We discussed briefly last week that a characteristic of short stories may be that they leave you with more questions at the end than you had at the start. I’d say that’s about accurate. All of these stories made me feel as though the authors have secret knowledge that they’re not letting us in on, lest it change our perspective of this brief glimpse. Some stories of course leave you with immediate burning questions that you itch to have an answer to, and others are more subtle, and become more prominent the more you think and reflect.
The Cooked Cat was definitely the former. I couldn’t believe the narrator seemed to so calmly report back to us this example of how cruel the aunt is. Similar to The Metamorphosis, I was passionately wondering why the narrator wasn’t freaking out as much as I was. The ending felt disturbingly abrupt and I wanted sit that woman down and yell her. We know her motive for killing the cat, and we’ve been told from the beginning that this family is obscenely cruel and cold, but it still felt as though those final few lines came rushing unstoppably at me. From the moment I read the title I had my suspicions that something exactly like that would happen, but I hoped up until the very end that I would be proved wrong.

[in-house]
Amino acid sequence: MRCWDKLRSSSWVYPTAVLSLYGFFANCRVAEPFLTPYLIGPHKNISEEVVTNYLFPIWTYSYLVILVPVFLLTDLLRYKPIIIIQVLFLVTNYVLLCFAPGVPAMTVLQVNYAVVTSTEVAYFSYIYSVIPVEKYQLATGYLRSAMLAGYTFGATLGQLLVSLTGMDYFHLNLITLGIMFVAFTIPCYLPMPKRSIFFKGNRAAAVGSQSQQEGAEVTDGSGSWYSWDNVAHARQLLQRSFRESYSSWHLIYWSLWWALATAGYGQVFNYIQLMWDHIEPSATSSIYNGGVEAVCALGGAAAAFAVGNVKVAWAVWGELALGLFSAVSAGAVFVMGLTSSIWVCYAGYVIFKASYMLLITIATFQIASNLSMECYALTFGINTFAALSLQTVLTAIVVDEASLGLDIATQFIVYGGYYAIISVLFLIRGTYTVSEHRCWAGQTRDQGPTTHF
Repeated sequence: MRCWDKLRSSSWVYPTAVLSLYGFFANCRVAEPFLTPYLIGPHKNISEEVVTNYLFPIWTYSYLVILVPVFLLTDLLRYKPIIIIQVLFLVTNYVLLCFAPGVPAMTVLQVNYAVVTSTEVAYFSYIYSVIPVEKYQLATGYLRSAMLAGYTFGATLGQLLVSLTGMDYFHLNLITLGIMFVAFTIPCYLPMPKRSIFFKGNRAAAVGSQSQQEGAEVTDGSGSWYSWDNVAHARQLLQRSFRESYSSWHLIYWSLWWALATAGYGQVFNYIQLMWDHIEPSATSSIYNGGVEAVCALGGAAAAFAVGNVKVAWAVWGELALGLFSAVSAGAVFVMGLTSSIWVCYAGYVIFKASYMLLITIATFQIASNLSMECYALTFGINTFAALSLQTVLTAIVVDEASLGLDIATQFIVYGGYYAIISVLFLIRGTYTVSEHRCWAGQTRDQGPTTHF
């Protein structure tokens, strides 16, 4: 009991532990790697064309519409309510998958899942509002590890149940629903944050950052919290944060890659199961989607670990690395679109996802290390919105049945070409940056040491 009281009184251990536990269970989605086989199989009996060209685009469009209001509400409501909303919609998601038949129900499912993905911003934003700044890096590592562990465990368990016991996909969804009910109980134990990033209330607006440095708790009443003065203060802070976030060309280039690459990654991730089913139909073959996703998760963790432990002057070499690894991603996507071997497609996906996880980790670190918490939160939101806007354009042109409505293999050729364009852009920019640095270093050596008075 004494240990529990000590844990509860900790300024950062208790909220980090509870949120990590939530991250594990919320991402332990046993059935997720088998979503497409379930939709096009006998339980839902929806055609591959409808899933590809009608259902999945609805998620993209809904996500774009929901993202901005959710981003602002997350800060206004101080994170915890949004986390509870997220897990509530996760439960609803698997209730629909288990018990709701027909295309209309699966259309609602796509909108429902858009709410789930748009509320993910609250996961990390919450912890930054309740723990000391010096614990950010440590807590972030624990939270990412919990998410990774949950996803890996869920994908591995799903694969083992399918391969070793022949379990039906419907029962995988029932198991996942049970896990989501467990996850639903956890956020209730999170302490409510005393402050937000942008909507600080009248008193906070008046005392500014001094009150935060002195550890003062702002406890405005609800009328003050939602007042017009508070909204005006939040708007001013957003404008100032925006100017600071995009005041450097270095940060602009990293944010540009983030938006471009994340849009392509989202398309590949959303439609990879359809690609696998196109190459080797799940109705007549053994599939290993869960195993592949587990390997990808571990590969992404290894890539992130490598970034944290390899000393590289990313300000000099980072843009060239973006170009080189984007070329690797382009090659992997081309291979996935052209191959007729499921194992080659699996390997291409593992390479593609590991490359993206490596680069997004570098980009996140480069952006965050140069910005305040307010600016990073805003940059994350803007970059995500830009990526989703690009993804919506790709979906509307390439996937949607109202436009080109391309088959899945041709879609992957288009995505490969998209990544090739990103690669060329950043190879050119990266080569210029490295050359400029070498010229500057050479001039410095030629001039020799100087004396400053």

The Daisy Dolls felt like it eased me into the story a little more, and even eased me out, despite the disturbing, eerie nature of the ending. I felt a little creeped out throughout the entire thing, with this whole things about the dolls… But that could just be because of all the phobias to have, I’m scared of mannequins with faces. Not severely, but crazy as it sounds I don’t like turning my back to them. They freak me out. So right from the get-go this was bound to be a story with something I didn’t quite like about it. It was very well written and extremely laden with significant details and symbols, but I just was not much of a fan of it. I can appreciate it, but not love it. Blame the dolls.
There were quite a lot of Borges stories, and while I didn’t love all of them, I did enjoy most of them. Emma Kunz was one of my favourites, and I think Borges is quite good at intriguing beginnings. With many of the texts we’ve read I’ve had to push my way through the first few pages, but I was generally interested right from the beginning with his stories.
I’m quite curious about how the lecture will weave together so many different stories. Despite having similar themes, they’re all unique in their own way. Looking forward to it.